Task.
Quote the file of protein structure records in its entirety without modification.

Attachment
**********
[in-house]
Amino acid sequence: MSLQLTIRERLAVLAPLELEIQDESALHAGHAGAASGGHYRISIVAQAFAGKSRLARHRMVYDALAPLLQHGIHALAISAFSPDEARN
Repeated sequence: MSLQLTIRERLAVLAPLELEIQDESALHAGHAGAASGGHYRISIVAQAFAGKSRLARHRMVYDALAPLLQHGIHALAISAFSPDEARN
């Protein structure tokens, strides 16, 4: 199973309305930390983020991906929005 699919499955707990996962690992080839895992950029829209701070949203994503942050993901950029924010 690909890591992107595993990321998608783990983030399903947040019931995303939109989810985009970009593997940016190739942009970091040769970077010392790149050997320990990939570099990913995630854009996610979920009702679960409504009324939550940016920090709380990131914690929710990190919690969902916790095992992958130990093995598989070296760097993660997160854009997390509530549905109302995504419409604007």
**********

[in-house]
Amino acid sequence: MSLQLTIRERLAVLAPLELEIQDESALHAGHAGAASGGHYRISIVAQAFAGKSRLARHRMVYDALAPLLQHGIHALAISAFSPDEARN
Repeated sequence: MSLQLTIRERLAVLAPLELEIQDESALHAGHAGAASGGHYRISIVAQAFAGKSRLARHRMVYDALAPLLQHGIHALAISAFSPDEARN
């Protein structure tokens, strides 16, 4: 199973309305930390983020991906929005 699919499955707990996962690992080839895992950029829209701070949203994503942050993901950029924010 690909890591992107595993990321998608783990983030399903947040019931995303939109989810985009970009593997940016190739942009970091040769970077010392790149050997320990990939570099990913995630854009996610979920009702679960409504009324939550940016920090709380990131914690929710990190919690969902916790095992992958130990093995598989070296760097993660997160854009997390509530549905109302995504419409604007």